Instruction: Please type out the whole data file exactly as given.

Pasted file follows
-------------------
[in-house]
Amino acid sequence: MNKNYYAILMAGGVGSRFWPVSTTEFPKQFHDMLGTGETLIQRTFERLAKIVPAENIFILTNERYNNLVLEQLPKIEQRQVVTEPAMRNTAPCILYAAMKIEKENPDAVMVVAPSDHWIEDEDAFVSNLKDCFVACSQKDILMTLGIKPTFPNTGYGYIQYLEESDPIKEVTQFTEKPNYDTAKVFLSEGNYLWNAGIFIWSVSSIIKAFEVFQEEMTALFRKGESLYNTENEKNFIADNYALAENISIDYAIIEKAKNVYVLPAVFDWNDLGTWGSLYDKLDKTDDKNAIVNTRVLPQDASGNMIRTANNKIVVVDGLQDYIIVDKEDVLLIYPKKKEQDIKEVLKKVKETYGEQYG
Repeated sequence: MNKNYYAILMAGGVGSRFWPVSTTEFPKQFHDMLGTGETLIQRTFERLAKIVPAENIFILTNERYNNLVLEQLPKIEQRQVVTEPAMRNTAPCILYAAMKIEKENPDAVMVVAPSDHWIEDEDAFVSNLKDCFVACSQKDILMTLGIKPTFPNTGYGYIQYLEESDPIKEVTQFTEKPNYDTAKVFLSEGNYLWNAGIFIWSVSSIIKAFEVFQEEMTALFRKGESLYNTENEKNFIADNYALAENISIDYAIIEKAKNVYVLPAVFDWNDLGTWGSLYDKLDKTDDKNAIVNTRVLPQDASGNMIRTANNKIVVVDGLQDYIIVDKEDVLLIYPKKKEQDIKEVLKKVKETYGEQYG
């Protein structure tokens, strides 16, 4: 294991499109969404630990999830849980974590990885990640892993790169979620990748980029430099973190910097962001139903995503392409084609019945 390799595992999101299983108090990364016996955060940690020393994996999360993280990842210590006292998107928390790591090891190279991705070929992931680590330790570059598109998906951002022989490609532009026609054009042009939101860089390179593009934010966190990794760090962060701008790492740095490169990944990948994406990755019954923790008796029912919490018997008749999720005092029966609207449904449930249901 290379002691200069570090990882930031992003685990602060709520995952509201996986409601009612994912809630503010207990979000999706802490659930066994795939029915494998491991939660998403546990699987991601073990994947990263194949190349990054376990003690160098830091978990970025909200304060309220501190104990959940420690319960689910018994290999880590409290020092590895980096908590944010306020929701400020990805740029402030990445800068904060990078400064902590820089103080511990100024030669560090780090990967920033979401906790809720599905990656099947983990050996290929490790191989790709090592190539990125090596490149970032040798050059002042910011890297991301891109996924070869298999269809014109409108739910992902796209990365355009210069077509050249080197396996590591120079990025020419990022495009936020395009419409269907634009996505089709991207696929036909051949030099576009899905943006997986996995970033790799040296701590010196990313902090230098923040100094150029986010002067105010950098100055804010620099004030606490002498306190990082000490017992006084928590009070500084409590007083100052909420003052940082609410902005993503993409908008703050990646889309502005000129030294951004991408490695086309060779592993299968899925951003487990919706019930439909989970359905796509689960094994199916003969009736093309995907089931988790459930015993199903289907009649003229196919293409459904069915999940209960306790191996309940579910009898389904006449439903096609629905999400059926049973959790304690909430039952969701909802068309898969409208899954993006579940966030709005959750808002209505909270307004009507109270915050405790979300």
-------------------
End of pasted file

[in-house]
Amino acid sequence: MNKNYYAILMAGGVGSRFWPVSTTEFPKQFHDMLGTGETLIQRTFERLAKIVPAENIFILTNERYNNLVLEQLPKIEQRQVVTEPAMRNTAPCILYAAMKIEKENPDAVMVVAPSDHWIEDEDAFVSNLKDCFVACSQKDILMTLGIKPTFPNTGYGYIQYLEESDPIKEVTQFTEKPNYDTAKVFLSEGNYLWNAGIFIWSVSSIIKAFEVFQEEMTALFRKGESLYNTENEKNFIADNYALAENISIDYAIIEKAKNVYVLPAVFDWNDLGTWGSLYDKLDKTDDKNAIVNTRVLPQDASGNMIRTANNKIVVVDGLQDYIIVDKEDVLLIYPKKKEQDIKEVLKKVKETYGEQYG
Repeated sequence: MNKNYYAILMAGGVGSRFWPVSTTEFPKQFHDMLGTGETLIQRTFERLAKIVPAENIFILTNERYNNLVLEQLPKIEQRQVVTEPAMRNTAPCILYAAMKIEKENPDAVMVVAPSDHWIEDEDAFVSNLKDCFVACSQKDILMTLGIKPTFPNTGYGYIQYLEESDPIKEVTQFTEKPNYDTAKVFLSEGNYLWNAGIFIWSVSSIIKAFEVFQEEMTALFRKGESLYNTENEKNFIADNYALAENISIDYAIIEKAKNVYVLPAVFDWNDLGTWGSLYDKLDKTDDKNAIVNTRVLPQDASGNMIRTANNKIVVVDGLQDYIIVDKEDVLLIYPKKKEQDIKEVLKKVKETYGEQYG
């Protein structure tokens, strides 16, 4: 294991499109969404630990999830849980974590990885990640892993790169979620990748980029430099973190910097962001139903995503392409084609019945 390799595992999101299983108090990364016996955060940690020393994996999360993280990842210590006292998107928390790591090891190279991705070929992931680590330790570059598109998906951002022989490609532009026609054009042009939101860089390179593009934010966190990794760090962060701008790492740095490169990944990948994406990755019954923790008796029912919490018997008749999720005092029966609207449904449930249901 290379002691200069570090990882930031992003685990602060709520995952509201996986409601009612994912809630503010207990979000999706802490659930066994795939029915494998491991939660998403546990699987991601073990994947990263194949190349990054376990003690160098830091978990970025909200304060309220501190104990959940420690319960689910018994290999880590409290020092590895980096908590944010306020929701400020990805740029402030990445800068904060990078400064902590820089103080511990100024030669560090780090990967920033979401906790809720599905990656099947983990050996290929490790191989790709090592190539990125090596490149970032040798050059002042910011890297991301891109996924070869298999269809014109409108739910992902796209990365355009210069077509050249080197396996590591120079990025020419990022495009936020395009419409269907634009996505089709991207696929036909051949030099576009899905943006997986996995970033790799040296701590010196990313902090230098923040100094150029986010002067105010950098100055804010620099004030606490002498306190990082000490017992006084928590009070500084409590007083100052909420003052940082609410902005993503993409908008703050990646889309502005000129030294951004991408490695086309060779592993299968899925951003487990919706019930439909989970359905796509689960094994199916003969009736093309995907089931988790459930015993199903289907009649003229196919293409459904069915999940209960306790191996309940579910009898389904006449439903096609629905999400059926049973959790304690909430039952969701909802068309898969409208899954993006579940966030709005959750808002209505909270307004009507109270915050405790979300």